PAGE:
Wednesday, May 29, 2024

ADB agrees to US$5 billion increase in funding to combat global challenges

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The 57th annual meeting of the Asian Development Bank (ADB) in T’bilisi, Georgia, has agreed to increase funding of US$ 5 billion for the Asian Development Fund (ADF) 14 and the Technical Assistance Special Fund (TASF) 8 to combat global challenges.

Founded in 1974, ADB is an agency that provides grants to the poorest and most vulnerable member countries. In ADF 14 there was an increase in funds of 22 percent more than ADF 13, which at that time only reached US$4.1 billion. The largest ADF 14 grant ever will be given to ADB members who meet the requirements.

Meanwhile, TASF 8 will provide grants that help prepare projects, build capacity, and provide technical or policy advice.

The ADF 14 Fund has donors from Armenia, Australia, Austria, Canada, Denmark, Finland, France, Georgia, Germany, Hong Kong, China, India, Indonesia, Ireland, Italy, Japan, Luxembourg, Malaysia, the Netherlands, New Zealand, Norway, China, Philippines, Portugal, Republic of Korea, Spain, Sweden, Switzerland, Chinese Taipei, Turkey, United Kingdom, and United States.

In ADF 14, there are at least three issues to focus on, such as prioritizing special assistance to developing countries, small islands that are very vulnerable, especially to climate change and to countries that are in vulnerable situations and affected by conflict.

Second, to support climate change adaptation and disaster risk reduction. This enables broader support for regional cooperation and regional public goods, as well as for transformative gender action.

Meanwhile, ADF 14 recipients include the Federated States of Micronesia, Kiribati, Kyrgyz Republic, Maldives, Marshall Islands, Nauru, Samoa, Solomon Islands, Tajikistan, Tonga, Tuvalu and Vanuatu.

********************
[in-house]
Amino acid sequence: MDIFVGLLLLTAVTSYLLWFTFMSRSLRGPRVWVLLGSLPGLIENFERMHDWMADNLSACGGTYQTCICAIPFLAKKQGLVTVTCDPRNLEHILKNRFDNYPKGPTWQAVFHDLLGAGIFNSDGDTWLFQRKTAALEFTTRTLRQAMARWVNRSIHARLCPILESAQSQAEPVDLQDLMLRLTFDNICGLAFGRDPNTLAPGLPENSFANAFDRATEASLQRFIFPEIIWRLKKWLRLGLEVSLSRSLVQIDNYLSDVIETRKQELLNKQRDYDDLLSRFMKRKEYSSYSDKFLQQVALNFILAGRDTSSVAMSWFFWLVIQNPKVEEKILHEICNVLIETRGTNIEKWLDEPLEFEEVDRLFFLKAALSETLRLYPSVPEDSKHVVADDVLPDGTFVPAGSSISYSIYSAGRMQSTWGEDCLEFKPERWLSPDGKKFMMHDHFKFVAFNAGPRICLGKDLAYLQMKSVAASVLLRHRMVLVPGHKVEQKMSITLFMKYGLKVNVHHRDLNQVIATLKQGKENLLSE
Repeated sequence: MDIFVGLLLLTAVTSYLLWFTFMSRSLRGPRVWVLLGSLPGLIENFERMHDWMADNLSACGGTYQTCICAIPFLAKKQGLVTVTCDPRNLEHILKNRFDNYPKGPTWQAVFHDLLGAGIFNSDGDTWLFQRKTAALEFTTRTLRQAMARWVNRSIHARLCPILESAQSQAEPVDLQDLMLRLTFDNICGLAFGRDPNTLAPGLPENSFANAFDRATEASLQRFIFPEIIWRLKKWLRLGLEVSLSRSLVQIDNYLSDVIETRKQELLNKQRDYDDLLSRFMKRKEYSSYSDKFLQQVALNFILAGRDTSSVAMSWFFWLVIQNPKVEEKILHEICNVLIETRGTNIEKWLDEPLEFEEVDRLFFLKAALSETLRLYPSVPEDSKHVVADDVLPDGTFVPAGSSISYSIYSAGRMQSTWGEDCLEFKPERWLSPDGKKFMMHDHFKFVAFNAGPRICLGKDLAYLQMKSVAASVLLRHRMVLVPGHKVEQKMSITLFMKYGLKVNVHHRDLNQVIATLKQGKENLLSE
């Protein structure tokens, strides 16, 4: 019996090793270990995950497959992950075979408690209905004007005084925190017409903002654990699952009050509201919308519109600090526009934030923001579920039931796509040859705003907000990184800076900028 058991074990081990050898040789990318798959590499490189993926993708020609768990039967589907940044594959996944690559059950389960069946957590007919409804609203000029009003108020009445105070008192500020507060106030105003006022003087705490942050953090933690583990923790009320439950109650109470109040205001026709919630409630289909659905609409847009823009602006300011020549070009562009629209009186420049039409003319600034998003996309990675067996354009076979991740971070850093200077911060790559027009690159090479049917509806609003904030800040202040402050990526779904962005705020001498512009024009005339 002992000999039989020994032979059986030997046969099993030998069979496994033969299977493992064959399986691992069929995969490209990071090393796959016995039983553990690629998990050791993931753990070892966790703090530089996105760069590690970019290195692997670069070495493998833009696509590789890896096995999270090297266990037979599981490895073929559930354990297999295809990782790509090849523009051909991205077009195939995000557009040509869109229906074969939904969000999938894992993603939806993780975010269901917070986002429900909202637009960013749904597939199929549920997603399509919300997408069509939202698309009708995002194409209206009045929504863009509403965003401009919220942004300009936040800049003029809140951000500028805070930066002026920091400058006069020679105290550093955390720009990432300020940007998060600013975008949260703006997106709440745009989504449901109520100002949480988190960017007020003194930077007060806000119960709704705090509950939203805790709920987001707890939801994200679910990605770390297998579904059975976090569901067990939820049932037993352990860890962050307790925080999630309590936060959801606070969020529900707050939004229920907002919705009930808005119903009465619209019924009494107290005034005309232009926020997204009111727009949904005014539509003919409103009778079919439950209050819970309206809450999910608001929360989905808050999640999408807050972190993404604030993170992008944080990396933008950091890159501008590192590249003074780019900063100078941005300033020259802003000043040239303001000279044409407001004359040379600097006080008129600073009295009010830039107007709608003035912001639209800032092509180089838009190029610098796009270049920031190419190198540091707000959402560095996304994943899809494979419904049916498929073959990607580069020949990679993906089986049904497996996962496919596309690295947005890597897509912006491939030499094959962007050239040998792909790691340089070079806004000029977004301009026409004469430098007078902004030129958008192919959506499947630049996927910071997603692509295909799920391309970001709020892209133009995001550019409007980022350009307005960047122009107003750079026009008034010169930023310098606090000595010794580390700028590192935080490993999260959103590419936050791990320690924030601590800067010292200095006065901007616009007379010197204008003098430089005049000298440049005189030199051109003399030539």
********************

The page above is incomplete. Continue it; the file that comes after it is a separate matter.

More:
Third, these grants are also available to support communities in Afghanistan, Myanmar, and for transformative projects in Bangladesh, Bhutan, Cambodia, Cook Islands, Fiji, Lao People’s Democratic Republic, Mongolia, Nepal, Pakistan, Palau, Papua New Guinea, Sri Lanka, Timor Leste, and Uzbekistan.

ADF 14 was awarded because the current world situation is faced with a series of major challenges that can have a negative impact on human and economic development.

“We are faced with various challenges that impact human and economic development, where much progress is being hampered,” Masatsugu Asakawa, President of the Asian Development Bank, said.

Apart from that, there is the issue of the climate crisis, poverty and socio-economic development that is not inclusive.

Bhargav Dasgupta, Vice President for Market Solutions at ADB, added that the impact of the climate crisis is already being felt in various circles of society. Some countries experience extreme weather such as very hot or unusually heavy rain.

“We see the magnitude of the impact of climate change on the planet, especially in the Asia-Pacific,” he said.

This situation brings great suffering to countries with limited capabilities, such as the lower middle class and the poor.

According to him, if there is no quick treatment it could result in a bad situation that will continue in the future and endanger humanity.

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